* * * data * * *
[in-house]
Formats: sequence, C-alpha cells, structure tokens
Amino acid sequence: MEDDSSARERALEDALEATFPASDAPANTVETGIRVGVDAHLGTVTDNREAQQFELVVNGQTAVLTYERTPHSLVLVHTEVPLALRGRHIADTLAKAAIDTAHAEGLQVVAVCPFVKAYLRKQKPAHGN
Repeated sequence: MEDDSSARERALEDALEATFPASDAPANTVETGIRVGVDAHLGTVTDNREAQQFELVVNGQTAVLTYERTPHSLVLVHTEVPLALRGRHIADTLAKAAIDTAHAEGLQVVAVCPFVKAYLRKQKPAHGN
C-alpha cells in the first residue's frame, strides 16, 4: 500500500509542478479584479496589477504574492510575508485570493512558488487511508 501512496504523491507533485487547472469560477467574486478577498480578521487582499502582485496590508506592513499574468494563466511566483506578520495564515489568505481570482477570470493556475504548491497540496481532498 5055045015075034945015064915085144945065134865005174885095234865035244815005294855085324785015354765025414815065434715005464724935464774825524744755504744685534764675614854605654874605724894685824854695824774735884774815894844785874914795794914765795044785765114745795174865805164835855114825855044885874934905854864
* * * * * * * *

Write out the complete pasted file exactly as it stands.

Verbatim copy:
[in-house]
Formats: sequence, C-alpha cells, structure tokens
Amino acid sequence: MEDDSSARERALEDALEATFPASDAPANTVETGIRVGVDAHLGTVTDNREAQQFELVVNGQTAVLTYERTPHSLVLVHTEVPLALRGRHIADTLAKAAIDTAHAEGLQVVAVCPFVKAYLRKQKPAHGN
Repeated sequence: MEDDSSARERALEDALEATFPASDAPANTVETGIRVGVDAHLGTVTDNREAQQFELVVNGQTAVLTYERTPHSLVLVHTEVPLALRGRHIADTLAKAAIDTAHAEGLQVVAVCPFVKAYLRKQKPAHGN
C-alpha cells in the first residue's frame, strides 16, 4: 500500500509542478479584479496589477504574492510575508485570493512558488487511508 501512496504523491507533485487547472469560477467574486478577498480578521487582499502582485496590508506592513499574468494563466511566483506578520495564515489568505481570482477570470493556475504548491497540496481532498 5055045015075034945015064915085144945065134865005174885095234865035244815005294855085324785015354765025414815065434715005464724935464774825524744755504744685534764675614854605654874605724894685824854695824774735884774815894844785874914795794914765795044785765114745795174865805164835855114825855044885874934905854864